There are concerns in the genre communities about cultural appropriation and writing The Other, meaning a character who lives beyond the experience of its author. Being a heterosexual, able-bodied, European-descended, middle-aged man, for me The Other is anyone not sharing any one of my traits. There is a lot of discussion about the proper method of assembling The Other.

Let’s consider assembling a character and also the nature of identity. I have dozens of attributes. Only a few of these would have any bearing on the plot of a short story. More attributes, maybe a dozen, are needed to write a character rounded enough to maintain a reader’s interest in a novel.

I had an idea where the latest technologies could be combined to create a robot existing unseen in a population as it spread terror. How would I best demonstrate this critter? Turn it loose in Philadelphia.

How could a character get involved emotionally in this critter? Make her family a victim? Too easy, plus there’s nothing to keep tension. The authorities could be contacted at any time to combat the critter with guns blazing. I prefer to write tight, claustrophobic stories.

Ah! The critter needs a friend who shares its motives, or who it can seduce into its motives. Which would make this less “The Terminator” and more “‘Short Circuit’ Meets ‘Rosemary’s Baby'”.

I needed someone who was suffering and faced huge social challenges. Not me.

Statistically, I needed woman from a racial minority. How should I attempt to write a young black woman in the U.S.?

The essays and comments I’ve read about Writing The Other fall within a spectrum. On one end, writers say “You cannot write outside of your experience capably. Do not try.” The other end: “Research as much as you can, then have the character vetted by a person sharing the traits of The Other, then use that finished story as the beginning of a dialogue with your reader, so that critiques become learning experiences.”

This other end is more reasonable. However, it does bring up a further perspective.

Every character in a story is supposed to be plausible and elicit sympathy. Even the ones who are just like the author.

Every individual outside your skin and not wearing your shoes is “The Other”.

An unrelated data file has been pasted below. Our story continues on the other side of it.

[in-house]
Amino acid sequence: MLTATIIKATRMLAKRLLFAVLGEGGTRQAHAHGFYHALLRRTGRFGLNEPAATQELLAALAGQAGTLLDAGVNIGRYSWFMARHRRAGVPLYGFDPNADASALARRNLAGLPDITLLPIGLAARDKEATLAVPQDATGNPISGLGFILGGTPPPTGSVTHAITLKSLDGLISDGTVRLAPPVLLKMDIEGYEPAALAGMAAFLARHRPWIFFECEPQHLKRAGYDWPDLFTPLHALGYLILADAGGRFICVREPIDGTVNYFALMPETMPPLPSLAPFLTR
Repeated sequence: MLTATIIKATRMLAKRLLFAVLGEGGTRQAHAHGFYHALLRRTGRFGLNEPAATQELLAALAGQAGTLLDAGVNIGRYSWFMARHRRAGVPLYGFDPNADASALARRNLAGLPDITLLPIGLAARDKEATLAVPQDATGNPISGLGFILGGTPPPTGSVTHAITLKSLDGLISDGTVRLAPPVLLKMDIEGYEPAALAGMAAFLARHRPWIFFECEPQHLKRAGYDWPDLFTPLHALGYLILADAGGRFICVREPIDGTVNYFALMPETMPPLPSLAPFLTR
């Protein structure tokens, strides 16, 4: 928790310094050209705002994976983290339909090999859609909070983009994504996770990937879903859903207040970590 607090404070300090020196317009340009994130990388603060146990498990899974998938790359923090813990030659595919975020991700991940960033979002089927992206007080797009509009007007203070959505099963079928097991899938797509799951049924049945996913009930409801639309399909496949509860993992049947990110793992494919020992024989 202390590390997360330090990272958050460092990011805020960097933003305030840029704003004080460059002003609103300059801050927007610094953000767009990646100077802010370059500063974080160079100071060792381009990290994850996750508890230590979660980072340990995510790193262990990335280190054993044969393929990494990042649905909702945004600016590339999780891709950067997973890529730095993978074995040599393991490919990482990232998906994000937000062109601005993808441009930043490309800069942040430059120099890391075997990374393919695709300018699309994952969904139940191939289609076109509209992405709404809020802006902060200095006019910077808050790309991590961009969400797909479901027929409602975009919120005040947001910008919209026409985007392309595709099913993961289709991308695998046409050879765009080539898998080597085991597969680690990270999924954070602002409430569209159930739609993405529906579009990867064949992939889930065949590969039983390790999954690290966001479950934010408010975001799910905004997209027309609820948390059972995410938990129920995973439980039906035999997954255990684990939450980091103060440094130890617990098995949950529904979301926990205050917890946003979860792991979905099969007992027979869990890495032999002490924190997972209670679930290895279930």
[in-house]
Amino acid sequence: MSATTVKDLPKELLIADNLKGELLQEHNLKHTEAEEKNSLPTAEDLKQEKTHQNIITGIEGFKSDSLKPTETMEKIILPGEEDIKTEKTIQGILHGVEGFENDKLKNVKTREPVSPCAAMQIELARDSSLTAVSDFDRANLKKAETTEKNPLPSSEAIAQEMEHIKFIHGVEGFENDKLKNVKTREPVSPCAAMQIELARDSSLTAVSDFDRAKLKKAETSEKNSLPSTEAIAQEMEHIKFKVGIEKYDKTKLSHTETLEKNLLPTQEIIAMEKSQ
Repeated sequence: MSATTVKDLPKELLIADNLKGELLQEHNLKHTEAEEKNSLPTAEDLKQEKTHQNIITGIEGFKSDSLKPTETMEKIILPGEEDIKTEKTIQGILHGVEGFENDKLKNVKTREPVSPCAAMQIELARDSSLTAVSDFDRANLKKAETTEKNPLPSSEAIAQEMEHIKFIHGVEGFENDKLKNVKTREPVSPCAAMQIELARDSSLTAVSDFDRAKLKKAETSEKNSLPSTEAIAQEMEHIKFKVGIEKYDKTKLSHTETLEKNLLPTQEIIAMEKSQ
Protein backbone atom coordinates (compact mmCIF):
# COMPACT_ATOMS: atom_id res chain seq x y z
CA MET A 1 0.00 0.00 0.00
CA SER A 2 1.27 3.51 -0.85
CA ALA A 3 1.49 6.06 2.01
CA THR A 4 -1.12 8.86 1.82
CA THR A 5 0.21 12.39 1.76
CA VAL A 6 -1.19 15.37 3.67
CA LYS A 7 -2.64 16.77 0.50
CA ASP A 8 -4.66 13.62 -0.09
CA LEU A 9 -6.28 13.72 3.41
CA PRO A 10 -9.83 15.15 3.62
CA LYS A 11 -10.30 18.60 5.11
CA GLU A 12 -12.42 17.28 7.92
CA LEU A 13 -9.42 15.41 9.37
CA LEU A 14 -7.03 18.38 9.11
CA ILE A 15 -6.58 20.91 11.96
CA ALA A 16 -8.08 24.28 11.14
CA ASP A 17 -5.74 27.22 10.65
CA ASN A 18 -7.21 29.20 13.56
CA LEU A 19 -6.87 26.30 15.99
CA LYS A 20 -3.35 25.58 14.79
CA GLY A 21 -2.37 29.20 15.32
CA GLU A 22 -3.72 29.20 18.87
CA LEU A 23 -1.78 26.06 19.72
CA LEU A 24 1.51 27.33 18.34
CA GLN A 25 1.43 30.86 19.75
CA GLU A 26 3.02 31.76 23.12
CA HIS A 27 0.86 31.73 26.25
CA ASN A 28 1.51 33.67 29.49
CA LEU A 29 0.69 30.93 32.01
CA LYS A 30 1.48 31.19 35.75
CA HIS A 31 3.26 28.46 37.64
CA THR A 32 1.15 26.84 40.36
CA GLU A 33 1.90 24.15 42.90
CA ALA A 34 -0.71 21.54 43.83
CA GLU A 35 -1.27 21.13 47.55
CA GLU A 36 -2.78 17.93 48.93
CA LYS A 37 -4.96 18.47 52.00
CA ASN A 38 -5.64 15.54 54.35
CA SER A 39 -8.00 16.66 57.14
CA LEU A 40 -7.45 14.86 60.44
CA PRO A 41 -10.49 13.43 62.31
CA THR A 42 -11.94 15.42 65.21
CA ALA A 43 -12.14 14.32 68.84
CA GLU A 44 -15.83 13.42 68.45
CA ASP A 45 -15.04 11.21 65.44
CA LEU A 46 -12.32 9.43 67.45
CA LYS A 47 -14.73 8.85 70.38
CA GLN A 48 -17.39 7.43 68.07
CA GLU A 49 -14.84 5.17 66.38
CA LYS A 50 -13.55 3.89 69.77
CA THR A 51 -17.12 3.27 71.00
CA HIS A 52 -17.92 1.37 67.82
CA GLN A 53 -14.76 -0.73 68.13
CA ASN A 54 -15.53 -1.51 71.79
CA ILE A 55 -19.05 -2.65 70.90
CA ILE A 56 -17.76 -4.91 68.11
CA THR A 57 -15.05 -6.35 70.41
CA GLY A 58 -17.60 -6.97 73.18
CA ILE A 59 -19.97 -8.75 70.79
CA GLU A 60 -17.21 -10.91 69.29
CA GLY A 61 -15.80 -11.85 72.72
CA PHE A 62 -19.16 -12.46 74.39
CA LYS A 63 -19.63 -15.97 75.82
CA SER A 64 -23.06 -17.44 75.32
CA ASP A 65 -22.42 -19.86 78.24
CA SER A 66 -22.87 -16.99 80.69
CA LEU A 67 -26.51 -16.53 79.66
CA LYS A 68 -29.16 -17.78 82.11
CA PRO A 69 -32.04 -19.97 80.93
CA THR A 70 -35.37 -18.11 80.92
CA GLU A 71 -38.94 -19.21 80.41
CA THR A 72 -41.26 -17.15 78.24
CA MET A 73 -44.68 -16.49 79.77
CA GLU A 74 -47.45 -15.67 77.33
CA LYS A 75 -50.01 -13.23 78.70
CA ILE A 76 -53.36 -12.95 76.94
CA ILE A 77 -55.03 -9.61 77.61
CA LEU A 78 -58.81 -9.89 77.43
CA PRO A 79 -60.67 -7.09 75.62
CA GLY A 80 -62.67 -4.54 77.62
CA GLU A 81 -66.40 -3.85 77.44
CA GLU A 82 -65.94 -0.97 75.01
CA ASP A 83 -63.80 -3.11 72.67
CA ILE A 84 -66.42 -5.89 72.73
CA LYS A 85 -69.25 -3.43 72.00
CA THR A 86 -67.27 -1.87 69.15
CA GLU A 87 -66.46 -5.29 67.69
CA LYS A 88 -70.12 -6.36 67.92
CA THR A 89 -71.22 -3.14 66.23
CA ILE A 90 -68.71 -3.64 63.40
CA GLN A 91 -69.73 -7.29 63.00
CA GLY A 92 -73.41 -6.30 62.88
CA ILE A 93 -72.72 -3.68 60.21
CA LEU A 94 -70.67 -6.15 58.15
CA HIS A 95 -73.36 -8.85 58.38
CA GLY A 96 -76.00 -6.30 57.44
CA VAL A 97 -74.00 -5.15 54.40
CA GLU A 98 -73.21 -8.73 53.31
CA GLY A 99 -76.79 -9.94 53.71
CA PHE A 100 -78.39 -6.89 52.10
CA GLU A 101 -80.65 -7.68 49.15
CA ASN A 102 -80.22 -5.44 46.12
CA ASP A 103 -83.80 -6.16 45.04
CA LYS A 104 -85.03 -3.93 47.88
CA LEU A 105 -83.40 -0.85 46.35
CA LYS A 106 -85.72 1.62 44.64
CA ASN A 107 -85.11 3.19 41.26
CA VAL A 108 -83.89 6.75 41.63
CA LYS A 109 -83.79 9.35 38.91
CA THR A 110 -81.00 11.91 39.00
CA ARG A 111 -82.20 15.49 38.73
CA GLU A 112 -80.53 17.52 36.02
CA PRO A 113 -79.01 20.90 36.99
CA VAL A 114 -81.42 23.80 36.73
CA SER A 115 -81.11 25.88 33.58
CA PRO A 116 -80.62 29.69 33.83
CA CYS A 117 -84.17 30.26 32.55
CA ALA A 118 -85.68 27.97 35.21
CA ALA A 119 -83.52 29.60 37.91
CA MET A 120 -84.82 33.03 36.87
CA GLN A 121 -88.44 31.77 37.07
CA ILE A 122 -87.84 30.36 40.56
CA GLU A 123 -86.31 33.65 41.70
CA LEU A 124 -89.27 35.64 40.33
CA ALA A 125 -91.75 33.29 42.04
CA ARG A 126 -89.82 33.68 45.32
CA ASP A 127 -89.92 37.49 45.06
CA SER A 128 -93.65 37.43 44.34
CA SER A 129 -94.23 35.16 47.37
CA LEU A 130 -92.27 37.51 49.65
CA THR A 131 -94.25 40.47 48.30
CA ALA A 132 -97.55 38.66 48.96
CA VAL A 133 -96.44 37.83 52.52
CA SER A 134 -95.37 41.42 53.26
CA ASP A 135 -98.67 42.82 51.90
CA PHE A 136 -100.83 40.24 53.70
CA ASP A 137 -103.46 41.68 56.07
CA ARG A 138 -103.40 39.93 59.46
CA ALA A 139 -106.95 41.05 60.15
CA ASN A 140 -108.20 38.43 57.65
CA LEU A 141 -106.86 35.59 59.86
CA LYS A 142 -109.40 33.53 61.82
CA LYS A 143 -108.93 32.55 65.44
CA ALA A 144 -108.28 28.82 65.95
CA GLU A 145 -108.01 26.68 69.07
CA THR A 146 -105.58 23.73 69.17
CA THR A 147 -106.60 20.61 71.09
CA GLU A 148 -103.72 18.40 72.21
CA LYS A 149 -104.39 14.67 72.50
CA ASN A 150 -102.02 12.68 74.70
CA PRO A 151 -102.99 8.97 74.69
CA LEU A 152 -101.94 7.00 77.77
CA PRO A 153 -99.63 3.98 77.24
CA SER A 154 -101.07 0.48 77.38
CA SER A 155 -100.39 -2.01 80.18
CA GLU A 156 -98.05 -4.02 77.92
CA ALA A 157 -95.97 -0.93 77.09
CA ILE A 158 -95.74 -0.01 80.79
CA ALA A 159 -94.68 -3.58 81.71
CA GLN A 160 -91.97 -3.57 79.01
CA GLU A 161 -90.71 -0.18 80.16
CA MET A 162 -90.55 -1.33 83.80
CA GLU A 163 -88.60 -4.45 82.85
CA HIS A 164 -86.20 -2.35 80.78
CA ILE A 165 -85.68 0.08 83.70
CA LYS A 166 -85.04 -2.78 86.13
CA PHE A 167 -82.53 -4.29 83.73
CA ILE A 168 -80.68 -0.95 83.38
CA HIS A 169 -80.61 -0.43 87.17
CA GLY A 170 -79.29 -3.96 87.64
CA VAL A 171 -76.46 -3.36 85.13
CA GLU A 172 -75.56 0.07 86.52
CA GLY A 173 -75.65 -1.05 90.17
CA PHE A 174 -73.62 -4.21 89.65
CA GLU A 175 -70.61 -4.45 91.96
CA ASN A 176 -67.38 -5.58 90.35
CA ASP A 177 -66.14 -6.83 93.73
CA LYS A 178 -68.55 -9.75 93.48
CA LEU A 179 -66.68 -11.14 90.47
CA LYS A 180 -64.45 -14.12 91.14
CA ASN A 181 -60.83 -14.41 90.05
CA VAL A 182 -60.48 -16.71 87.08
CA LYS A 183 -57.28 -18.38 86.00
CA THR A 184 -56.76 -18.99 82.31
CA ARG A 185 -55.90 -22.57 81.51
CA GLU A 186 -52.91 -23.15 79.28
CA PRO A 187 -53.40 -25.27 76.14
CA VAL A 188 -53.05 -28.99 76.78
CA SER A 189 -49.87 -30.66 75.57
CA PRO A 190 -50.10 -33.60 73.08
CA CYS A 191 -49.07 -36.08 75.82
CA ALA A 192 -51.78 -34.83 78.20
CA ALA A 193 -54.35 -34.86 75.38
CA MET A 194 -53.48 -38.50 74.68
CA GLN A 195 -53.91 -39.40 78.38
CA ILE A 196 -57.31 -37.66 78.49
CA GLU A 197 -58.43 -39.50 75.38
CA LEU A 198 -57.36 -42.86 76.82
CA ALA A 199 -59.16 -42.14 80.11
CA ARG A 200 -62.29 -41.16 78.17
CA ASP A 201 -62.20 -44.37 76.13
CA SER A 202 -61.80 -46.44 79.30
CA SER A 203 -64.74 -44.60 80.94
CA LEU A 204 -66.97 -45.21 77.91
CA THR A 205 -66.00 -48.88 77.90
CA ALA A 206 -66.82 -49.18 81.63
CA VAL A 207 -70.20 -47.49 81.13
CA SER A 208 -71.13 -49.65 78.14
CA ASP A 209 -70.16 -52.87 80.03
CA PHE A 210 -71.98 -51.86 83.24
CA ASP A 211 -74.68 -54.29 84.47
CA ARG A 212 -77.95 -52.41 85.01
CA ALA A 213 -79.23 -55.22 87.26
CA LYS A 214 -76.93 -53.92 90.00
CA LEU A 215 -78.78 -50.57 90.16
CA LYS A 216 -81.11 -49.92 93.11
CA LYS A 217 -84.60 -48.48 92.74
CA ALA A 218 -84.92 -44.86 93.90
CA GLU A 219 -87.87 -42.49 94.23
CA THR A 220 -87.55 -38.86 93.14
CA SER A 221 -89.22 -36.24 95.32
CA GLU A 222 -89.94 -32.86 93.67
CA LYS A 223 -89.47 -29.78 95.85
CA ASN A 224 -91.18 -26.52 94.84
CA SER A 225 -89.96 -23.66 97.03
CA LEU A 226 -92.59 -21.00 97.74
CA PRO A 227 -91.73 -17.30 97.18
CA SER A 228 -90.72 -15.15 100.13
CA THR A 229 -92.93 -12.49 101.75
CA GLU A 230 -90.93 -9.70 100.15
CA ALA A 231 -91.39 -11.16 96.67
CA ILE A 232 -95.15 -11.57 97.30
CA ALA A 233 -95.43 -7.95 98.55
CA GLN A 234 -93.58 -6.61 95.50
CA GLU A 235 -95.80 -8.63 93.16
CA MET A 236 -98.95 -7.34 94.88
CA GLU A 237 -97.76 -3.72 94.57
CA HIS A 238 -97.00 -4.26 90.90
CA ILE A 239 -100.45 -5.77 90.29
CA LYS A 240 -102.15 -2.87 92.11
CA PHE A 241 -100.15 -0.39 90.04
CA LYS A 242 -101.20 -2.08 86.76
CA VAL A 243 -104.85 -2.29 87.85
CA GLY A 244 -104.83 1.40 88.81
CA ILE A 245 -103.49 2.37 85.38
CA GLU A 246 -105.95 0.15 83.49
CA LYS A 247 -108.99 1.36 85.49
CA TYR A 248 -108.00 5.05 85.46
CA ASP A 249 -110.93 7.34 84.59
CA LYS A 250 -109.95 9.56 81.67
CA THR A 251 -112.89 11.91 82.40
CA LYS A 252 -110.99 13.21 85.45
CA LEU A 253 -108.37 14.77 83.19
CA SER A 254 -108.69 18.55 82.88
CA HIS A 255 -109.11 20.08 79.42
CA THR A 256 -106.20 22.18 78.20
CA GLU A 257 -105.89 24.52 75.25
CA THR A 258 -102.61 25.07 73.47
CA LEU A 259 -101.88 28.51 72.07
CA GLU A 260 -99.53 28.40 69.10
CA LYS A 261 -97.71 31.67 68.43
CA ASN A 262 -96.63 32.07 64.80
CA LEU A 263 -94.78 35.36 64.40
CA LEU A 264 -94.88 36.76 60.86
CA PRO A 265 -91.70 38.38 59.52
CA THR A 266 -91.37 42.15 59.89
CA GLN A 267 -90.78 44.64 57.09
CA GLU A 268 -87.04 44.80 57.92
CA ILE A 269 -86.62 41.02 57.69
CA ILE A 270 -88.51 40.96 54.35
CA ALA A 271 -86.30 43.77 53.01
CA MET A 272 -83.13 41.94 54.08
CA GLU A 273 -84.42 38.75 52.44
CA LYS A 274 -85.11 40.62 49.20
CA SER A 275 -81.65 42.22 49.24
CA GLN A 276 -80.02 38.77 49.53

Every character has fears. Every character has A Need (One Need per story). Every character has a rationalization that makes her the hero of her story.  No matter race, creed, preferences; the writing process makes every character into the Un-Author.

With this perspective, I began writing. I based the character loosely on a woman I knew. She had a cat, and pets are great foils and empathy-creators. She was educated and had been laid off from retail jobs. She was a reader of F & SF, which I used as the critter’s entre into her confidence. The critter used her yearning for a meaningful life to manipulate her into a quest against society. I included her tastes and preferences. I tweaked the character enough to suit the story’s needs, had the story vetted, then in a move that still unsettles me, I emailed the story to the woman.

It seemed the right thing to do. If she approved of the character, I must have done it right. The days of waiting for a response was unnerving. Had I offended her? Then I got her critique.

She was happy I kept the cat’s death off-page. Otherwise, she seemed content. Except she said, “This is a horror story? I thought she’d gone off and had adventures.”

I was startled. Then I realized I made the one big mistake: the story drove her instead of the other way around.

I rewrote and had the critter give her choices. Had her be more aware of what was going on, and knowing that she was in an ambiguous situation: was this a quest or some means of terrorism?

Does the story work? I got good critiques from my writers’ groups, but no one’s bought the story so far.

If this story gets published, I foresee getting mail from people taking issue with my writing someone who is not like me. Because the character is a woman and a minority in these tense times of the U.S., the mail may be confrontational.

I want to be a nice guy. I do not want to offend.

No level of research is going to be comprehensive. Not all criticisms are valid. In short, even if you get it right for the story, it will not be universally approved.

The best I can do is remember that no character should be taken for granted. Attention to details may not circumvent criticism, but it will make me more confident in all my choices.